Erdoğan’s victory amid opposition’s tumultuous contradictions
Türkiye held the second round of its presidential election, which marked yet another victory for President Recep Tayyip Erdoğan on Sunday. May the election result serve our country well.
Erdoğan has a respectable track record. In addition to the 1994 mayoral race in Istanbul, he has won 16 popular contests (including several constitutional referendums) since 2002. In May 2023, after 21 years in power, the Turkish leader achieved a parliamentary majority with the People’s Alliance and received the Turkish people’s permission to serve five more years as president.
Erdoğan received approximately 52% of the vote in the 2014, 2018 and 2023 presidential elections. That is an unprecedented and unparallel achievement in Turkish politics. That is why many people understandably say that “politicians compete in elections and Erdoğan wins them.” There has been no politician with such accomplishments elsewhere, either. Although hegemonic parties remained in power for long years in some countries, no single politician has survived as many crises as the Turkish leader to win popular elections.
That world leaders promptly congratulated Erdoğan on his election victory to express their joy or readiness to work with him was directly linked to Türkiye’s emergence as an active player in the international arena under its current president. At the same time, people in many capitals celebrated on the streets on Sunday night, as many Turks did in Türkiye – which attested to the emotional connection that Erdoğan established with people worldwide.
Kemal Kılıçdaroğlu, Erdoğan’s opponent, received 48% of the vote thanks to the incumbent as well. Of course, many ideologically charged discussions take place on the campaign trail, but every election boils down to a race between Erdoğan’s supporters and opponents. In this sense, no candidate can operate outside the framework of political competition that Erdoğan himself puts in place.
Kılıçdaroğlu will tell his supporters that receiving 48% of the vote was a major achievement – so that he can continue to serve as the Republican People’s Party’s (CHP) chairperson. Nothing could be further from the truth since Kılıçdaroğlu received as many votes as the opposition did in 2018. Moreover, he allied himself with some right-wing parties and the pro-PKK Peoples’ Democratic Party (HDP) based on anti-Erdoğanism. Nothing less, nothing more. At this point, the election results represent a strength and a weakness for the opposition: Kılıçdaroğlu may have lost the election, but he received enough votes to look people in the eye and tell them that he will stick around and keep fighting.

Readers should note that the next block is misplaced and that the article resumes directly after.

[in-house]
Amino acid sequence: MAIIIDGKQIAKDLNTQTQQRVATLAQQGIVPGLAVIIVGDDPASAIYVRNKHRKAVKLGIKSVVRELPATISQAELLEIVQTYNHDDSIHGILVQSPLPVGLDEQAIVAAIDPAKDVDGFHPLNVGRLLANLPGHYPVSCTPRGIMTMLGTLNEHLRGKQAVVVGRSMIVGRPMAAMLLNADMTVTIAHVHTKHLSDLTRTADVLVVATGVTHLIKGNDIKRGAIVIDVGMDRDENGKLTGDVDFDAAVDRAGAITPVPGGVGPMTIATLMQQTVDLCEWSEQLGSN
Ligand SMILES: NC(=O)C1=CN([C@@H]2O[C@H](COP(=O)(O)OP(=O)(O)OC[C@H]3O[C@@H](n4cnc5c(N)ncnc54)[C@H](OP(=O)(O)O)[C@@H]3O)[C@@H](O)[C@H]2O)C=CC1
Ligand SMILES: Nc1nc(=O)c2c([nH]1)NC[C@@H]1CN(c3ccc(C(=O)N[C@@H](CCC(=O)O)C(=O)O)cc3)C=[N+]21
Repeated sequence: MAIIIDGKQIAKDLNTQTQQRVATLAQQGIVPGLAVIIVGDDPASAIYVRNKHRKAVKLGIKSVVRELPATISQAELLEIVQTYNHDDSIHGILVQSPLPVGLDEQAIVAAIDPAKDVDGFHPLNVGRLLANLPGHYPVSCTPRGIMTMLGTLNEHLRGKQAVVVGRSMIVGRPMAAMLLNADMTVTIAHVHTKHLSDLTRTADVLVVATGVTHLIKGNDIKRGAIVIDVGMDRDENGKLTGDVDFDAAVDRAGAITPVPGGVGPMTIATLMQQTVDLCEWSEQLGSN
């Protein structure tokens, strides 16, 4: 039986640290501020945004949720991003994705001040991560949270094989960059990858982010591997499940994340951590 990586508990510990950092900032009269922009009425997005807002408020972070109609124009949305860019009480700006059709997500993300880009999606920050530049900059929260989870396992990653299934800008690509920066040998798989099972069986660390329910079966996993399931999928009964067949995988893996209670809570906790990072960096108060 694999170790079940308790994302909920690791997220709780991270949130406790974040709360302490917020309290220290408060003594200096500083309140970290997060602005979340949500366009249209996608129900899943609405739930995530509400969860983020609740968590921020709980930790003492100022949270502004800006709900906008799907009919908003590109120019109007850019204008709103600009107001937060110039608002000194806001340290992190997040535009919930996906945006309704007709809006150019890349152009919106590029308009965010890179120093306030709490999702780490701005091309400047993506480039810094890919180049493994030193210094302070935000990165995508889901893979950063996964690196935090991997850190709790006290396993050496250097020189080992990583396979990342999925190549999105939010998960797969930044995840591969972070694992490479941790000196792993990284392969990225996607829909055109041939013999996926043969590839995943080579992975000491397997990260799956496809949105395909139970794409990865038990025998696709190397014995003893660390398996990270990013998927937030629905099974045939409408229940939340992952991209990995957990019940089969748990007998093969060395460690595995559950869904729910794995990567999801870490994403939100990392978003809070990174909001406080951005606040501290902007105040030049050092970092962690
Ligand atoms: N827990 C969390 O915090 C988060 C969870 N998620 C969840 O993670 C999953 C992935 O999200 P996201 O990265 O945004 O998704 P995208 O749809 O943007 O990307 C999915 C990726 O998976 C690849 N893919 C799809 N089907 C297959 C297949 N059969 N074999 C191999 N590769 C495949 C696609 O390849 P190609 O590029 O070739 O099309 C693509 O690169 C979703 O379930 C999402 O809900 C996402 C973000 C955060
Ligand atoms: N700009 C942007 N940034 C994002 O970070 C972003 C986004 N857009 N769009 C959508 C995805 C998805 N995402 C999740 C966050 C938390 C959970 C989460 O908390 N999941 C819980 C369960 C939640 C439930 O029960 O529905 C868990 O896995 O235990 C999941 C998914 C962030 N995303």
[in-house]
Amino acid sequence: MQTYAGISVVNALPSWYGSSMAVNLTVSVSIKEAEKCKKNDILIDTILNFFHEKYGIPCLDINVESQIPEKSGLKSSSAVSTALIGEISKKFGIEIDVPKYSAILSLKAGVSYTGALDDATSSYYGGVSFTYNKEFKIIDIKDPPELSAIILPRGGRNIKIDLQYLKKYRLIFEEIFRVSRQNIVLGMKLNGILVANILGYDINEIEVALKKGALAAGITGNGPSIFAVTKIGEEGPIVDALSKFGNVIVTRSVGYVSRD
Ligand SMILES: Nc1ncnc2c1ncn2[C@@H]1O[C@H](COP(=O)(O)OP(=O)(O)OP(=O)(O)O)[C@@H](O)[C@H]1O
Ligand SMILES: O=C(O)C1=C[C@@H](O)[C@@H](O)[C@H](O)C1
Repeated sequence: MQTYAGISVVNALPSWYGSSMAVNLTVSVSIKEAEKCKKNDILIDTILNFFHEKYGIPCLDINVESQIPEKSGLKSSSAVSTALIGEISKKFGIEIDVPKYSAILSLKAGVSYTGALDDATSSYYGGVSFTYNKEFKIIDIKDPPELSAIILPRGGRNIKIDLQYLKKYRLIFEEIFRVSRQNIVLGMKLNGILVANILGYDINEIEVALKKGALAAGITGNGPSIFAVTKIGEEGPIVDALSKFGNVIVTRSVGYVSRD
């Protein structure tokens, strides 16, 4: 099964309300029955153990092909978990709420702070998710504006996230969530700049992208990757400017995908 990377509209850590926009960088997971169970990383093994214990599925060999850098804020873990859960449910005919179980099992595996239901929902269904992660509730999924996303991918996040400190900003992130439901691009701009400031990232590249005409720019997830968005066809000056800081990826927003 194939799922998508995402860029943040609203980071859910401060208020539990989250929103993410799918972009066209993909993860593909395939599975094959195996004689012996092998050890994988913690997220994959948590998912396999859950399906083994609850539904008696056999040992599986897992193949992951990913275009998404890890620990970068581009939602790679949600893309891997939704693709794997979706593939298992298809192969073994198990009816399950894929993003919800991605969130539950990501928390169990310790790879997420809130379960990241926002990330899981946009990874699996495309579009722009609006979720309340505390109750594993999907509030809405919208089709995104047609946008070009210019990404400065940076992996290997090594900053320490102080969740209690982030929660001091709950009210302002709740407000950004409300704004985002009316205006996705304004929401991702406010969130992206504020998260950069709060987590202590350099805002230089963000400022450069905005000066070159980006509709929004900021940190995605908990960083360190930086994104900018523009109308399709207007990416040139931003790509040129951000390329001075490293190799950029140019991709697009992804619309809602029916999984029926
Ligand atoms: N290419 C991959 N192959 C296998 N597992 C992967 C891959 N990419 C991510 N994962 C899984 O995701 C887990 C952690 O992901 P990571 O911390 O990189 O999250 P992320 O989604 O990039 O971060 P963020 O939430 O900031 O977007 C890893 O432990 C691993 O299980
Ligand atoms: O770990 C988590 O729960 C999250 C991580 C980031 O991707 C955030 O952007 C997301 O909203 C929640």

Moreover, Kılıçdaroğlu came to represent an obstacle between the opposition and a new leadership through change – a serious contradiction indeed. He may have united the opposition, but he also ensured their defeat. There is no reason to believe that Erdoğan would be unhappy with Kılıçdaroğlu serving as the main opposition leader.
Local elections loom
If you think that the election results will cause opposition leaders to step down, engage in self-criticism or change, think again. They believe there is no reason to pay too much attention to learning from what happened. Nor could the CHP possibly “restore its factory settings.”
I make that case because Türkiye will hold local elections in nine months and the opposition’s presidential candidate received 48% of the vote in addition to leading in Istanbul and Ankara. The Nation Alliance’s members might make controversial remarks but know that they need each other and do not see an alternative. That’s why they will talk about Erdoğan’s Phyrric victory, complain about unfair elections and warn about looming economic hardship.
In the end, Kılıçdaroğlu will comfortably get reelected as CHP chairperson thanks to that party’s delegates.
Good Party (IP) Chair Meral Akşener will play the most critical role in the opposition’s future. She could strongly criticize all opposition leaders, starting with Kılıçdaroğlu himself, by reminding them that she had insisted on fielding an “electable” candidate.
Two options are available to the IP chairperson: She could dissolve the Nation Alliance and promote a third way of sorts – possibly winning over some of the People’s Alliance’s supporters, or she will choose to strengthen her hand within the Nation Alliance.
The number of parliamentary seats that fringe parties could talk Kılıçdaroğlu into trading for his presidential candidacy could be a source of inspiration for Akşener ahead of the 2024 local elections. In that case, the clashes within the Nation Alliance shall be postponed until after next year’s municipal races.
All in all, Türkiye has demonstrated the strength of its democracy. Therefore, I pray that the May 2023 elections will serve our country well and congratulate President Erdoğan on his reelection.